Let’s take a look at the key parameters that are similar to both the NSE and the BSE in India.
While the trading in the stock market in India took place in open floor formats to begin with, both the stock exchanges have now moved to open electronic limit order book, which is then matched by the trading computer to ensure accuracy and authenticity of the trade.
The order flow drives the total process, so there is no real place for market makers in the system anymore. It means that the investors’ place the market orders, which in turn are automatically matched with the best limit orders. In this system, both the seller and the buyer are able to trade while retaining their anonymity.
The benefit of the order driven market lies in the fact that it brings more market transparency simply by displaying all the buy and sell orders in the trading system. Having said that, eliminating the presence of market makers can mean non-execution of all orders.
Despite the evolution of the stock market in India, stockbrokers or brokerage firms have not vanished from the system yet. Investors today have the option to place their orders through licensed brokers in India.
Several brokers today offer the added facility of online trading to their retail customers. Institutional investors have the benefit of using the DMA or the direct market access option to place their orders by utilising the trading terminals provided to them by the brokers. These orders go directly into the stock market trading system.
Settlement and Trading Hours:
The t+3 rolling settlement was first followed by equity spot markets. It implies that a trade will be settled in three days after it is executed. For instance, if a trade takes place on a Monday, it was settled on Thursday in the same week. However, this was later changed to t+2 days and now since 2022 it has been shifted to t+1 settlement cycle. Stock trading takes place between 9:55 am and 3.30 pm Indian Standard Time on both the NSE and the BSE between Monday and Friday.
The shares must be delivered to the investor in a dematerialized form. Both the NSE and the BSE have their own clearing houses. It serves as a central counterparty, which means that all settlement risks are absorbed by the clearing house of the respective stock exchanges.
The stock market in India has two prominent market indexes for equities. The BSE has the Sensex and the NSE has the Nifty. Given the establishment of the BSE over a century ago, the Sensex is the older of the two that has 30 firms listed on it. The Sensex came into effect in 1986 but provides time series data from April 1979 onwards.
50 shares are listed on the Standard and Poor’s CNX Nifty of the NSE, which was created in 1996. This provides time series data from July 1990 onwards.
The Securities and Exchange Board of India (SEBI) shoulders the overall responsibility for the development, regulation, and supervision of the stock market in India. It is an independent body formed in 1992 and is authorised to lay down guidelines and rules to regulate the Indian stock market in any manner that it deems fit. SEBI enjoys enormous power and has the right to impose penalties in the event of a breach by any market participant and also ban any participant for fraudulent practices.
Who Can Invest in the Stock Market in India?
Indians with a Demat account can invest in the Indian stock market. It was only in the 1990s that the stock market in India became open to international investments. There are two categories of foreign investors who are eligible to invest in the Indian stock market. It can be initiated through foreign direct investments (FDIs) and foreign portfolio investments (FPIs).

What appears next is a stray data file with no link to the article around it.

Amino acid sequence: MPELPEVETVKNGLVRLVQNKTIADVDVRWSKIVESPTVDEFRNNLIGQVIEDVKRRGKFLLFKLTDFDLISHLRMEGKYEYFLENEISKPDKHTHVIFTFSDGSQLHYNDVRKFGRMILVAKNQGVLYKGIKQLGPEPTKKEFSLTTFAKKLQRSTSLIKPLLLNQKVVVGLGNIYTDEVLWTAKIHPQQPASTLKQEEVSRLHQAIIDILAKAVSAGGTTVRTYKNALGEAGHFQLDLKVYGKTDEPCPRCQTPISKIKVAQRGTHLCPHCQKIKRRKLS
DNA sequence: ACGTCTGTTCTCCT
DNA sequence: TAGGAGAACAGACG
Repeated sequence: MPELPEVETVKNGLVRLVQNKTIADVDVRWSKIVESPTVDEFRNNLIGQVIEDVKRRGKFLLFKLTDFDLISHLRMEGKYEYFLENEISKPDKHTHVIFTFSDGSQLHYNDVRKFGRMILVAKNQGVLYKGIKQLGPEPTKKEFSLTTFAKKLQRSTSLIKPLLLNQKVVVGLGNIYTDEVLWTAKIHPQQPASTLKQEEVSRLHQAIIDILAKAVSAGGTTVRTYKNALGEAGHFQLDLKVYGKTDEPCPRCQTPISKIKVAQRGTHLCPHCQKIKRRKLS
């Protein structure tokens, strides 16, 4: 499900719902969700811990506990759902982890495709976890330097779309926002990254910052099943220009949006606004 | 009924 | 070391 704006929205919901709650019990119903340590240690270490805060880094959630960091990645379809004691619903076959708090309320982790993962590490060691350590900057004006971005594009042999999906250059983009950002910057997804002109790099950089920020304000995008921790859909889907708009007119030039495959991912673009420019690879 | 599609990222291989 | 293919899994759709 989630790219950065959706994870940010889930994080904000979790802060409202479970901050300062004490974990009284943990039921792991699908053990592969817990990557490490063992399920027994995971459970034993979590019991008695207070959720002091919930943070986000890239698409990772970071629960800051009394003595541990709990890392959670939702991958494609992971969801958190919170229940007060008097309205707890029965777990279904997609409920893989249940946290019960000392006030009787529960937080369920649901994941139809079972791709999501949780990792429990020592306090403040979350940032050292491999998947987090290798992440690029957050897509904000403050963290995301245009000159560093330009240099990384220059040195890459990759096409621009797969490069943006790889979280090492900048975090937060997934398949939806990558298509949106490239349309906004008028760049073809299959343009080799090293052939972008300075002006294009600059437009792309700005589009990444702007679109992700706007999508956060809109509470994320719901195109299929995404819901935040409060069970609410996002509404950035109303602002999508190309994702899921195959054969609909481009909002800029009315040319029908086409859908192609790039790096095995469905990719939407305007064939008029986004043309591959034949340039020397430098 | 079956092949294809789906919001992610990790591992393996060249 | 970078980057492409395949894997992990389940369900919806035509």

It is classified as an FDI when the foreign investor actively participates in the daily operation and management of the Indian company. The government of India initiated a ceiling on the FDI limit. Over the last few years, the central government has progressively opened and the ceiling on FDIs has also increased gradually.
When the investor does not have any control over the operations or management, the investments are categorised as FPI. When foreign investors wish to make portfolio investments in India, they need to be registered as institutional investors (FIIs) or as a sub-account of one of the registered FIIs in India. SEBI accepts both registrations and allows such entities to invest in the stock market.
The FIIs primarily have their investments locked in a range of mutual funds, pension funds, endowments, sovereign wealth funds, insurance companies, banks, and asset management companies in India. It is because SEBI does not permit FIIs to make any direct investments in the stock market in India.
Additionally, FIIs are able to invest in unlisted securities outside stock exchanges. However, they must avail prior approval of the price by the Reserve Bank of India before proceeding with the transaction. However, FIIs can invest in units of mutual funds and derivatives traded on any stock exchange in India.
The Bottom Line
The stock market in India is an emerging market that promises tremendous growth in the future. Having said that, only a tiny percentage of household savings by Indians are invested in the domestic stock market.
No doubt there is no dearth of opportunities that the stock market in India has to offer to prospective investors. The history of the Indian stock market and how it has evolved over the decades bears strong testimony to this.
It is expected that the data and insights of the transparency of this investment avenue along with the possibility to earn high returns in the short and long term will pull in more investors, both domestic and international, in the future.
The mantra is to select the right stocks, build a diversified portfolio, and manage the risk efficiently with the right guidance from the experts before you decided to take a plunge into the stock market in India.